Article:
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Learning About Ourselves in the Coronavirus Lockdown

Here are some of the things I am learning during the Coronavirus lockdown of 2020.

Trying to recreate what we have when we’re together is exhausting

The closure of church buildings in the UK was announced on 16 March. I spent most of that week planning what we could put in place whilst we could not meet in our hall. I sent out daily video briefings. I put a live stream in place for a funeral service in the middle of that week. I planned and executed online worship for the following Sunday (from zero prep as I was scheduled to be on leave that weekend). I started three WhatsApp groups (for prayer, practical help and pastoral care) and signed us up to Zoom for virtual activities. I organised to send our weekly newsletter and a worship sheet by post to those who were not online.

I absolutely believe this was the right thing to do. But it was exhausting. It required time to think and make important decisions. It needed careful planning. It meant a steep learning curve about things I’d not really thought about until that moment (hardware and software required for live streaming, how Zoom worked, etc.). It needed holding together whilst people got their heads around the new situation and the technology too. It required a certain amount of over communication.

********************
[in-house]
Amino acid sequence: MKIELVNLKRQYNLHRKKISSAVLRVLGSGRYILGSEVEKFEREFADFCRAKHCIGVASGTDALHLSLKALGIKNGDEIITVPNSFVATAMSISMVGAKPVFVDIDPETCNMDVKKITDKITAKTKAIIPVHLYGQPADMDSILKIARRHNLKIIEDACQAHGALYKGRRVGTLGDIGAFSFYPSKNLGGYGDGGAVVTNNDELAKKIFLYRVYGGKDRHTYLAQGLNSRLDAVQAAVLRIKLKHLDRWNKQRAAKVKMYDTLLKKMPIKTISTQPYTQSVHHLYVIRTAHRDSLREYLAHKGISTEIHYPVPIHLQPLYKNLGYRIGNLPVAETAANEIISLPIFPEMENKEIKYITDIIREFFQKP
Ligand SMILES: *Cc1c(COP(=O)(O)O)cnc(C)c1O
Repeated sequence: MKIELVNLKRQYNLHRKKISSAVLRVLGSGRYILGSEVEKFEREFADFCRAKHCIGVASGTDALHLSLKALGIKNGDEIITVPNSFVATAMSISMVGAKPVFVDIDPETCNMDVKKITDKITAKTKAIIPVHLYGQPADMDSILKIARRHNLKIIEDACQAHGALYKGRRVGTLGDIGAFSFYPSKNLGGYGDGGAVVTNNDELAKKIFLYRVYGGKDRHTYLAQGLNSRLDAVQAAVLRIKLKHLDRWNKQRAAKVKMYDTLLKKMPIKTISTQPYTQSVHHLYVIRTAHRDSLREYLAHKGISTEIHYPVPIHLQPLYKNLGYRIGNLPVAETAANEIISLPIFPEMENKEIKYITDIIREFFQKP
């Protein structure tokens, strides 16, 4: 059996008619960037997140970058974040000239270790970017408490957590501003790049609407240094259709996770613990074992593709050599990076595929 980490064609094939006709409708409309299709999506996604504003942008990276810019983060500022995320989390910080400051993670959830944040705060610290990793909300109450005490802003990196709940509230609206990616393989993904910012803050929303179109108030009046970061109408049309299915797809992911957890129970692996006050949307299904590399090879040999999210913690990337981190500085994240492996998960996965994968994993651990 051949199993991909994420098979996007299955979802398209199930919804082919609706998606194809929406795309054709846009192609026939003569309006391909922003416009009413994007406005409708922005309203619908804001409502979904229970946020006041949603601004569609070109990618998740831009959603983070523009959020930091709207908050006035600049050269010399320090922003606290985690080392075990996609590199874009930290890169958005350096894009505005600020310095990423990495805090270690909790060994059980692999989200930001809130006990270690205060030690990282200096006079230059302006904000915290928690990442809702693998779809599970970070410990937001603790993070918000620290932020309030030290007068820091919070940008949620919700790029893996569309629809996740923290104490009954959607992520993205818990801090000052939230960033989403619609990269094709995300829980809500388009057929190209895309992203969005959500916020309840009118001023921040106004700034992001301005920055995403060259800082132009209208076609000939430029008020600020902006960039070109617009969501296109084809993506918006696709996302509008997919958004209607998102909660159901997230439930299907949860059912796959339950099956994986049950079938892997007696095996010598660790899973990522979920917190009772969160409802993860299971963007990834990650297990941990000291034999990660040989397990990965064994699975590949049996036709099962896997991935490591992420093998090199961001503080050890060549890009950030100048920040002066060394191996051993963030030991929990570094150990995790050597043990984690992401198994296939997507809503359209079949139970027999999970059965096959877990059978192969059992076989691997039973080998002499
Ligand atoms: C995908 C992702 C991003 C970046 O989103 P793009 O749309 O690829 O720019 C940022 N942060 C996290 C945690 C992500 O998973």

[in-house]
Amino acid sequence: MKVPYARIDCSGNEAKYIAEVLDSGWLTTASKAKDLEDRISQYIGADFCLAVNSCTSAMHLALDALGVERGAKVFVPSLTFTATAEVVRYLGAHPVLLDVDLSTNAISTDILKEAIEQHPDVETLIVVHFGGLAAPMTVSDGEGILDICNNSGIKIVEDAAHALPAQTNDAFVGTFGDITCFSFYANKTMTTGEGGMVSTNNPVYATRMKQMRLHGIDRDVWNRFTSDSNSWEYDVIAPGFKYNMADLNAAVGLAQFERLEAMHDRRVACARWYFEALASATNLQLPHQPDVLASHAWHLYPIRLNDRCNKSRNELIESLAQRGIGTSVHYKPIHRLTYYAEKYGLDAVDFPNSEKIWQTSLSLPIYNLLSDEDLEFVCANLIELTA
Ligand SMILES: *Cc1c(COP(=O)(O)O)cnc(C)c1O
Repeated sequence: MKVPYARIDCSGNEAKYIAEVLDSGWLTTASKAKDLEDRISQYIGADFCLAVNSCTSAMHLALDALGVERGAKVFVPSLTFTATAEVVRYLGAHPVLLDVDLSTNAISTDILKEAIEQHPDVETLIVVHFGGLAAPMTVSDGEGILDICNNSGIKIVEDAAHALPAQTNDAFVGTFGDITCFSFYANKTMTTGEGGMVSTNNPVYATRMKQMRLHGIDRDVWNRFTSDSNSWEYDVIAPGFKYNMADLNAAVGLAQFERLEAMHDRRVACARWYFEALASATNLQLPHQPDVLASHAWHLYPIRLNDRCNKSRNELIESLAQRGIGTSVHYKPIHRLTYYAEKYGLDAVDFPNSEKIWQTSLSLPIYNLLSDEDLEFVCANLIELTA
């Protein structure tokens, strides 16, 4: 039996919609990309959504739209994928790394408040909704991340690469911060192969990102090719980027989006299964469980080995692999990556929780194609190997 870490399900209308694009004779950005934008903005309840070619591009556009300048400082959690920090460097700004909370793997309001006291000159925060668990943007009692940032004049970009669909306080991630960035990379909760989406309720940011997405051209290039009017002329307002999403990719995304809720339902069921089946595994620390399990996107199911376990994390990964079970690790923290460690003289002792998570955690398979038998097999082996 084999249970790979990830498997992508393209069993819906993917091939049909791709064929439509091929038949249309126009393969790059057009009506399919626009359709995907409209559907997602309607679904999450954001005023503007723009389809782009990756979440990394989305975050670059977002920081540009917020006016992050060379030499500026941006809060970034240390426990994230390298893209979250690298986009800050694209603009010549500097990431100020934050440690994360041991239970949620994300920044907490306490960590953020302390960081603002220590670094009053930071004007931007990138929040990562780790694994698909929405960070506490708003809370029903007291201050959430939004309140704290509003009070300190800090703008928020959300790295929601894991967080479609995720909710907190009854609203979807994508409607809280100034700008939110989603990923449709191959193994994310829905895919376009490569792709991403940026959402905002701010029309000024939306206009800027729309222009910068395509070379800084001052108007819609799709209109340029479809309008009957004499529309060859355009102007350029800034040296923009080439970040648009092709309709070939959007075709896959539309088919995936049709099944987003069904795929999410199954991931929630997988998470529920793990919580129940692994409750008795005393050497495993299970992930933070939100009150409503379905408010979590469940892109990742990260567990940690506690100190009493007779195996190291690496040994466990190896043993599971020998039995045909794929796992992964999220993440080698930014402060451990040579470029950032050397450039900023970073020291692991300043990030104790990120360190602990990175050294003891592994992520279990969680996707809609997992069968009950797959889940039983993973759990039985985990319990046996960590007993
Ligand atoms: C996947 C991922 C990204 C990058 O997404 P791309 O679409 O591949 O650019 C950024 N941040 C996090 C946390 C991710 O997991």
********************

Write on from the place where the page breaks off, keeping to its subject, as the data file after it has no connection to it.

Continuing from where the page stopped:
Things have settled into the new rhythm now, the new normal, if you like. But what I’m learning during this Coronavirus lockdown is that sometimes, it’s still exhausting. I thank God every day for technology and social media as ways in which we can connect whilst we’re apart, but they do seem to be more tiring than meeting face to face. I guess it’s a combination of them not being “natural” to us, the confining nature of them (ever been on a “coffee morning” on Zoom when everyone’s trying to talk at the same time?), and trying to work through the technology issues on the fly (“Doris, you’re on mute! Doris!”).

Online worship makes comparing even more of a temptation

I’ve joked several times in the last few weeks that I’ve heard more sermons on a Sunday than I ever have before! It’s great being able to see how friends and colleagues are connecting with their people and others online in a variety of ways. Some simply switch on their smartphone and broadcast live to Facebook or YouTube. Others put stuff together beforehand and upload it to be broadcast at a particular time. Others still do something more involved. Some are emphasising community by using something like Zoom to “meet up” for worship.

It’s been great fun to watch, but I’m also aware from comments made (usually by colleagues who feel inadequate because of what they see) and my own heart, that comparison is an even greater temptation than usual, because what we are doing is more visible to each other.

I’m learning in this Coronavirus lockdown that I don’t have to be as extrovert or as cool as others around me. God simply calls me to be faithful with the gifts he has given me. I am trying to lead worship in the way I usually would if we were in our building and leaving the rest to God.